April is Distracted Driving Awareness Month
Follow these tips to help make roadways safer for everyone.
Did you know that vehicle injuries are the second most common reason patients are referred to Shepherd Center? April is Distracted Driving Awareness Month, a time when we can remind ourselves of safe driving practices, especially as more and more people begin hitting the road. Shepherd Center's Adaptive Driving Program in partnership with the Injury Prevention Program have put together some life-saving tips you should keep in mind.
- Visual Distractions
Visual distractions can include passengers, GPS and maps, looking at landscaping and advertising, reading, or watching a video while driving. Of all visual distractions, cell phone use is the most common and has resulted in laws limiting or eliminating cell phone use while driving.
Helpful tips to consider (source: National Highway Traffic Safety Administration):
- Need to send a text? Pull over and park your car in a safe location. Only then is it safe to send or read a text.
- Designate your passenger as your “designated texter.” Allow them access to your phone to respond to calls or messages.
- Do not engage in social media, scrolling or messaging while driving.
- Cell phone use can be habit-forming. Struggling to not text and drive? Put the cell phone in the trunk, glove box or back seat of the vehicle until you arrive at your destination.
- Manual Distractions
A manual distraction is any activity that requires you to take your hand(s) off the wheel. Some examples include eating and drinking, smoking, grooming, reaching to change the radio or climate controls, and searching for items in a personal bag while driving.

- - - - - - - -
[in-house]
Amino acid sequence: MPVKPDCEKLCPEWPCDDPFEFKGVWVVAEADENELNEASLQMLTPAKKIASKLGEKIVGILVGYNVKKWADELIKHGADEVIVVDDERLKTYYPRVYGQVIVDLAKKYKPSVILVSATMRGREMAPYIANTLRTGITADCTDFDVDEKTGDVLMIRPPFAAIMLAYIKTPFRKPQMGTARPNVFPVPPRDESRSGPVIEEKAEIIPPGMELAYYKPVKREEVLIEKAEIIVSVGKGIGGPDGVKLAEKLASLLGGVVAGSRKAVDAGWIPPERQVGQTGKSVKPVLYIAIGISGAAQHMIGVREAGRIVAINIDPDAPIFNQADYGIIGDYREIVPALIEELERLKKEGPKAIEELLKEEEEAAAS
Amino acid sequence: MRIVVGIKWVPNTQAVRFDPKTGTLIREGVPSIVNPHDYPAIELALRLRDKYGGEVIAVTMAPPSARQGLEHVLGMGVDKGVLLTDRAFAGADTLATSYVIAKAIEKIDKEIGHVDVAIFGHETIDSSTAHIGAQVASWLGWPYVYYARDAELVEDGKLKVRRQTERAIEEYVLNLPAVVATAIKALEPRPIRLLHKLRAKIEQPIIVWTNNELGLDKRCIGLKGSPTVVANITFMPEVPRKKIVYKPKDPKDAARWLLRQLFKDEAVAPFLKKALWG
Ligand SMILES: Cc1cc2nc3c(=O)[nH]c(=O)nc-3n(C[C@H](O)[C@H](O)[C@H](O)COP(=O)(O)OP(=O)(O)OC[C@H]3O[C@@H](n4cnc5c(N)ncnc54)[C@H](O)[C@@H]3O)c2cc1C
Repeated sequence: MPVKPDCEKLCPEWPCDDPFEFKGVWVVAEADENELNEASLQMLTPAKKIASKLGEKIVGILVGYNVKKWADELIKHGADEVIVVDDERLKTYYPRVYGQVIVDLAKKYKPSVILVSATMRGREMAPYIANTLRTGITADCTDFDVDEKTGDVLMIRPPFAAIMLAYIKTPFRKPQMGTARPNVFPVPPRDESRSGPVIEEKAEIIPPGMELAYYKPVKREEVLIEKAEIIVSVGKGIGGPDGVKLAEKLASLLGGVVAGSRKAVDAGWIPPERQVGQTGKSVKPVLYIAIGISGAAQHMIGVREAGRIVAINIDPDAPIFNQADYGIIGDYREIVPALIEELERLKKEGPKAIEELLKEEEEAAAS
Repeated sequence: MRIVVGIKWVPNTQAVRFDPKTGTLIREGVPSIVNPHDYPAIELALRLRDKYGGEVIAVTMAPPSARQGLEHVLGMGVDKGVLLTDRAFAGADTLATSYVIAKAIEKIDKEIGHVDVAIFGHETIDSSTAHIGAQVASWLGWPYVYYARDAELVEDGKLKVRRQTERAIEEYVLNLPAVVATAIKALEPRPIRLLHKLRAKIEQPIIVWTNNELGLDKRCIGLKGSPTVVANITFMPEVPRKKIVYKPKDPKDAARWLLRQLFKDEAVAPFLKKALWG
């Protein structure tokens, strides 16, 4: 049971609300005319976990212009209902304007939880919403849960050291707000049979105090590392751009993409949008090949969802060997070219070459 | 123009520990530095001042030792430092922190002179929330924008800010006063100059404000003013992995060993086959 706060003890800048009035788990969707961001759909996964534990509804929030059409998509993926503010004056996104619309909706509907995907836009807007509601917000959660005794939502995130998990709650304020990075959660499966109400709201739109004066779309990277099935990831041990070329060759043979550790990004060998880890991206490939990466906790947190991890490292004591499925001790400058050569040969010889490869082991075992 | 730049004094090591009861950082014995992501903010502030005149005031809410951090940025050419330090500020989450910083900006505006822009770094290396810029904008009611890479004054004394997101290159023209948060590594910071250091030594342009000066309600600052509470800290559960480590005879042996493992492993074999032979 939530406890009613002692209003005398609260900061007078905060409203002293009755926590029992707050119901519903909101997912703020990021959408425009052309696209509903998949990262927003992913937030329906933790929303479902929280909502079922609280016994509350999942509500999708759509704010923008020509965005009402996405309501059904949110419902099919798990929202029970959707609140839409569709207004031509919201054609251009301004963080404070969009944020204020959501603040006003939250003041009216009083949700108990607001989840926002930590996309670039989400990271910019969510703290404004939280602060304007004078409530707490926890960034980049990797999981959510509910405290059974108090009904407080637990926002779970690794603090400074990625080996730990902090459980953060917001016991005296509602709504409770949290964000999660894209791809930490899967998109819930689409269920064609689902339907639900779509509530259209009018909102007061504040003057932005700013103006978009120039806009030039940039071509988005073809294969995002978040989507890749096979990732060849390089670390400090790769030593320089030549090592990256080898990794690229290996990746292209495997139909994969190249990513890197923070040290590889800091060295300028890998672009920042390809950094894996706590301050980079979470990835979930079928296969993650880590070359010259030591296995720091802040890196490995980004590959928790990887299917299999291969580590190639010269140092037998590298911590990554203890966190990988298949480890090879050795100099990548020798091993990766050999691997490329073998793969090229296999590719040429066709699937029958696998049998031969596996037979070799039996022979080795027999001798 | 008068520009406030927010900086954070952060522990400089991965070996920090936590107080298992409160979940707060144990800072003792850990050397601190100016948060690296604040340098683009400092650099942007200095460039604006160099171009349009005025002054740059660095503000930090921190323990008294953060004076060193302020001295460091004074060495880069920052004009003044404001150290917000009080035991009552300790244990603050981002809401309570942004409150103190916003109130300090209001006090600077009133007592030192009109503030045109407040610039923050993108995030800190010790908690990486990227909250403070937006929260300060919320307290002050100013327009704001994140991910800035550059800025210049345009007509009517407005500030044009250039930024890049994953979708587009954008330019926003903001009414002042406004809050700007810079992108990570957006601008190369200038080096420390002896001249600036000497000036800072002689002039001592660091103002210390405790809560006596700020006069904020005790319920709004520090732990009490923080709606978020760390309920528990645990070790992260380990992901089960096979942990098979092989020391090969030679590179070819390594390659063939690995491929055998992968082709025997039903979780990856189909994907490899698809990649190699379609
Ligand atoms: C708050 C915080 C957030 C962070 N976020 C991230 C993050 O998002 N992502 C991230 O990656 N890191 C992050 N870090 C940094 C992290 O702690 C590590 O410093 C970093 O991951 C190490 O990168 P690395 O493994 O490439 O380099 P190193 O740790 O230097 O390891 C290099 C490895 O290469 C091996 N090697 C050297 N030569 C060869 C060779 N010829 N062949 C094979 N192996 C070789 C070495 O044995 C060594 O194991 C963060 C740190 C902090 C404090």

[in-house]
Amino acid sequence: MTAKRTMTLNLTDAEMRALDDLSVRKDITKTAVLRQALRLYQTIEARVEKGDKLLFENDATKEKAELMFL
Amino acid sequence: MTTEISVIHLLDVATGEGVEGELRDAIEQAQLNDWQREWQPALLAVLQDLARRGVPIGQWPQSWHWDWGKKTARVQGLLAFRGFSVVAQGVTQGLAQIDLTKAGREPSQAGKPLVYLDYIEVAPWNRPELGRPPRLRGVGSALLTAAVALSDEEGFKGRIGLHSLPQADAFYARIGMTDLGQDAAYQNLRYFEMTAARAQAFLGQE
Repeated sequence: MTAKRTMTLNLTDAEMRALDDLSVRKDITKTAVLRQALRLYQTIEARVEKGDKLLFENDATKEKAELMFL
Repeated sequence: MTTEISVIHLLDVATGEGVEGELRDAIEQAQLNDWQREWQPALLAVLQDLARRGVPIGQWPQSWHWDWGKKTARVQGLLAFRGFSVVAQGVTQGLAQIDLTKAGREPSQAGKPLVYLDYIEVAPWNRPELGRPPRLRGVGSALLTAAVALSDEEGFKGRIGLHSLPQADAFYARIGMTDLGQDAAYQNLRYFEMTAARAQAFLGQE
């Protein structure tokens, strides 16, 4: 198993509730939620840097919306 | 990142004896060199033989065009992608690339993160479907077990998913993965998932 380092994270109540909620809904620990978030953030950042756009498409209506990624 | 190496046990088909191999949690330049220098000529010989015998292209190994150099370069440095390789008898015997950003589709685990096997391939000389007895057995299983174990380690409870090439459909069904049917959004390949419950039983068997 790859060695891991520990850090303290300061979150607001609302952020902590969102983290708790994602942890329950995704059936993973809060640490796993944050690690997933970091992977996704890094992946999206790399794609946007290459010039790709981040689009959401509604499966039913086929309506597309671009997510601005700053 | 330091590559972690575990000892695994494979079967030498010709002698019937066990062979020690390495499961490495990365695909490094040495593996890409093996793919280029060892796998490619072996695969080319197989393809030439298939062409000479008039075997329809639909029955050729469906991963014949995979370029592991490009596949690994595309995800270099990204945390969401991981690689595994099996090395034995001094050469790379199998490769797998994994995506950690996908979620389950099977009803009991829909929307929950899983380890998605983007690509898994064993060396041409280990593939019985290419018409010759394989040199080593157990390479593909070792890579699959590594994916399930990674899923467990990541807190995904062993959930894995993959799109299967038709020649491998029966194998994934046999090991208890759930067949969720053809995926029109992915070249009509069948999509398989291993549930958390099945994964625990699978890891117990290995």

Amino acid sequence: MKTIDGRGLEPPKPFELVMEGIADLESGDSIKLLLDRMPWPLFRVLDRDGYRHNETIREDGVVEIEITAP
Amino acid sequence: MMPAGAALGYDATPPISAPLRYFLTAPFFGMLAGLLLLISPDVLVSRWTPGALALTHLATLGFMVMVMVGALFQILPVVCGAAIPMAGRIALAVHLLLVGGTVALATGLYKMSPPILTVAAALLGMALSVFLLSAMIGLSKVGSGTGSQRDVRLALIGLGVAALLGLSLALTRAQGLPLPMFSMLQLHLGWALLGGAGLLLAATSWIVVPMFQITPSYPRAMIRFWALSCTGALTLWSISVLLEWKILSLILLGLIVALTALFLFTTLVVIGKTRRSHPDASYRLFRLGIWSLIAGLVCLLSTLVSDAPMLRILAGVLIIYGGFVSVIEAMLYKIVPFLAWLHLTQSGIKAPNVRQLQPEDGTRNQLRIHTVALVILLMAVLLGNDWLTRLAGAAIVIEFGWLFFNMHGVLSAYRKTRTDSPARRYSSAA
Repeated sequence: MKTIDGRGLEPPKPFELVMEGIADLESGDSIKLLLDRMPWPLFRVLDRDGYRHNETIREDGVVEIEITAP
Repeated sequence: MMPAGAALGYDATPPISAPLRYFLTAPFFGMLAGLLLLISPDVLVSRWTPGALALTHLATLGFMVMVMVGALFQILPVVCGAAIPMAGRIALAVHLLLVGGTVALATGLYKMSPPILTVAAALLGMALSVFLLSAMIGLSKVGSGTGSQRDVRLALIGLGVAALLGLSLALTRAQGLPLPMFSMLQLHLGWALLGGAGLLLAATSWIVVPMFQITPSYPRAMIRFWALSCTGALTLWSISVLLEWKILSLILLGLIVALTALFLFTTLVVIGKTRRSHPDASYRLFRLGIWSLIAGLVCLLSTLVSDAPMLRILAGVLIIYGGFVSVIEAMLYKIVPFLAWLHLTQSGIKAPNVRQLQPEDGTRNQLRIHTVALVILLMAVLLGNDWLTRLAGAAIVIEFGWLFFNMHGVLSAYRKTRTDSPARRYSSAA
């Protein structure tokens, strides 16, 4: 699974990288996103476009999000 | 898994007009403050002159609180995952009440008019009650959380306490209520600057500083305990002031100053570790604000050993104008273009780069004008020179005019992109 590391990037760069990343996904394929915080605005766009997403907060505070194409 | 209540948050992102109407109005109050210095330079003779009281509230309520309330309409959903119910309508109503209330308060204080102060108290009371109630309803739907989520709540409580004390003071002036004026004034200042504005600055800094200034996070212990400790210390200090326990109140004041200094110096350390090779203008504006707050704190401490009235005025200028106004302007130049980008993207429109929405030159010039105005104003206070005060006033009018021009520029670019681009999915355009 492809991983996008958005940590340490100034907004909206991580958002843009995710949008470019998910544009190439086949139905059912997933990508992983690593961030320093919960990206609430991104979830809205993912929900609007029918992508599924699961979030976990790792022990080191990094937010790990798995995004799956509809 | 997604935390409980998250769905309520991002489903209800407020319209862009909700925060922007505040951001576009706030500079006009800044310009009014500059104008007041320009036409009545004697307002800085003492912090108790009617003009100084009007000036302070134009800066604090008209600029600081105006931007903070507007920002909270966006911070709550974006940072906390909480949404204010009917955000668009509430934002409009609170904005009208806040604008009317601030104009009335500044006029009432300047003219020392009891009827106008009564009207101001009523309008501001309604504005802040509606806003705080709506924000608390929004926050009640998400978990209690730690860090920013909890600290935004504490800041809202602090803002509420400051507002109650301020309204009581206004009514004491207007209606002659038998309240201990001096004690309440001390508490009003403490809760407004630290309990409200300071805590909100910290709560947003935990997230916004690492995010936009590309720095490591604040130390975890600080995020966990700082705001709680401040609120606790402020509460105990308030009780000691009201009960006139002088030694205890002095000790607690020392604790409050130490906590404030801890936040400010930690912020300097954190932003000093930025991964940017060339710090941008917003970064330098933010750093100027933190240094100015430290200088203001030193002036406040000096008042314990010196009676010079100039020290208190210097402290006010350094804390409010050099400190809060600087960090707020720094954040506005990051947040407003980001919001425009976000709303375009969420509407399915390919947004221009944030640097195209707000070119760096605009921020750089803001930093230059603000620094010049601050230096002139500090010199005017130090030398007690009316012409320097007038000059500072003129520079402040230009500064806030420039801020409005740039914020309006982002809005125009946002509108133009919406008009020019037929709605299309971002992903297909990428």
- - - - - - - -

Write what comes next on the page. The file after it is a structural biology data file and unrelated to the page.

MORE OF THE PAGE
Helpful tips to consider:
- Pull over to engage in any activity that requires hands to be off the wheel.
- The National Highway Traffic and Safety Administration recommends that proper hands placement is now at 9 and 3 on the steering wheel.
- Be sure that the seat and mirrors are adjusted prior to moving the vehicle to ensure comfort and decrease fatigue.
- Cognitive Distractions
Cognitive distractions include daydreaming, arguing with a passenger, driving while emotional or upset, singing, road rage, and being tired.
Helpful tips to consider:
- Drive in silence (quiet passengers or no passengers, no radio).
- Leave early. This decreases stress and decreases the risk of rushing and/or road rage.
- Be kind when driving. Remember the goal is always to arrive alive!
- Say each step of driving out loud to help you stay focused on the task of driving.
Shepherd Center provides world-class clinical care, research, and family support for people experiencing the most complex conditions, including spinal cord and brain injuries, multi-trauma, multiple amputations, stroke, multiple sclerosis, and pain. Ranked by U.S. News as one of the nation’s top 10 hospitals for rehabilitation and the best in the Southeast, Shepherd Center treats more than 850 inpatients and 7,600 outpatients annually with unmatched expertise and unwavering compassion to help them begin again.